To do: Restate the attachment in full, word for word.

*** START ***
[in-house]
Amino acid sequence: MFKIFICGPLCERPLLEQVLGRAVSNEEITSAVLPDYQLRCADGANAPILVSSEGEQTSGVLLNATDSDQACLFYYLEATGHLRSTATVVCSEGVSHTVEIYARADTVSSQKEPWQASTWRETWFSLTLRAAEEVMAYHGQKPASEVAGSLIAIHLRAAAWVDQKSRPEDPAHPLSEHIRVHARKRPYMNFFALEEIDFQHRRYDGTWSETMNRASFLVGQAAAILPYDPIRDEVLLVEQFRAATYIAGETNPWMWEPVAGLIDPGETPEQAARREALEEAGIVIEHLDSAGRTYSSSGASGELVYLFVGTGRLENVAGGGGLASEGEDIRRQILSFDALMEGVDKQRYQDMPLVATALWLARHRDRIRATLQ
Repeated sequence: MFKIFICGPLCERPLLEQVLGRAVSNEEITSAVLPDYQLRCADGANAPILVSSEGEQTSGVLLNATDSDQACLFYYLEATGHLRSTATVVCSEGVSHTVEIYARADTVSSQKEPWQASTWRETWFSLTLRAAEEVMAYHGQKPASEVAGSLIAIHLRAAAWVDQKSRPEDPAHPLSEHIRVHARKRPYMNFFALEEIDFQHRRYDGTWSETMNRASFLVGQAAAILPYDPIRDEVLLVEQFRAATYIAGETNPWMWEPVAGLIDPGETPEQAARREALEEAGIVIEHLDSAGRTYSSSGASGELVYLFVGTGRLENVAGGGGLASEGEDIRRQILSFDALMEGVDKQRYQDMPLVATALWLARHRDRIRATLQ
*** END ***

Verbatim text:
[in-house]
Amino acid sequence: MFKIFICGPLCERPLLEQVLGRAVSNEEITSAVLPDYQLRCADGANAPILVSSEGEQTSGVLLNATDSDQACLFYYLEATGHLRSTATVVCSEGVSHTVEIYARADTVSSQKEPWQASTWRETWFSLTLRAAEEVMAYHGQKPASEVAGSLIAIHLRAAAWVDQKSRPEDPAHPLSEHIRVHARKRPYMNFFALEEIDFQHRRYDGTWSETMNRASFLVGQAAAILPYDPIRDEVLLVEQFRAATYIAGETNPWMWEPVAGLIDPGETPEQAARREALEEAGIVIEHLDSAGRTYSSSGASGELVYLFVGTGRLENVAGGGGLASEGEDIRRQILSFDALMEGVDKQRYQDMPLVATALWLARHRDRIRATLQ
Repeated sequence: MFKIFICGPLCERPLLEQVLGRAVSNEEITSAVLPDYQLRCADGANAPILVSSEGEQTSGVLLNATDSDQACLFYYLEATGHLRSTATVVCSEGVSHTVEIYARADTVSSQKEPWQASTWRETWFSLTLRAAEEVMAYHGQKPASEVAGSLIAIHLRAAAWVDQKSRPEDPAHPLSEHIRVHARKRPYMNFFALEEIDFQHRRYDGTWSETMNRASFLVGQAAAILPYDPIRDEVLLVEQFRAATYIAGETNPWMWEPVAGLIDPGETPEQAARREALEEAGIVIEHLDSAGRTYSSSGASGELVYLFVGTGRLENVAGGGGLASEGEDIRRQILSFDALMEGVDKQRYQDMPLVATALWLARHRDRIRATLQ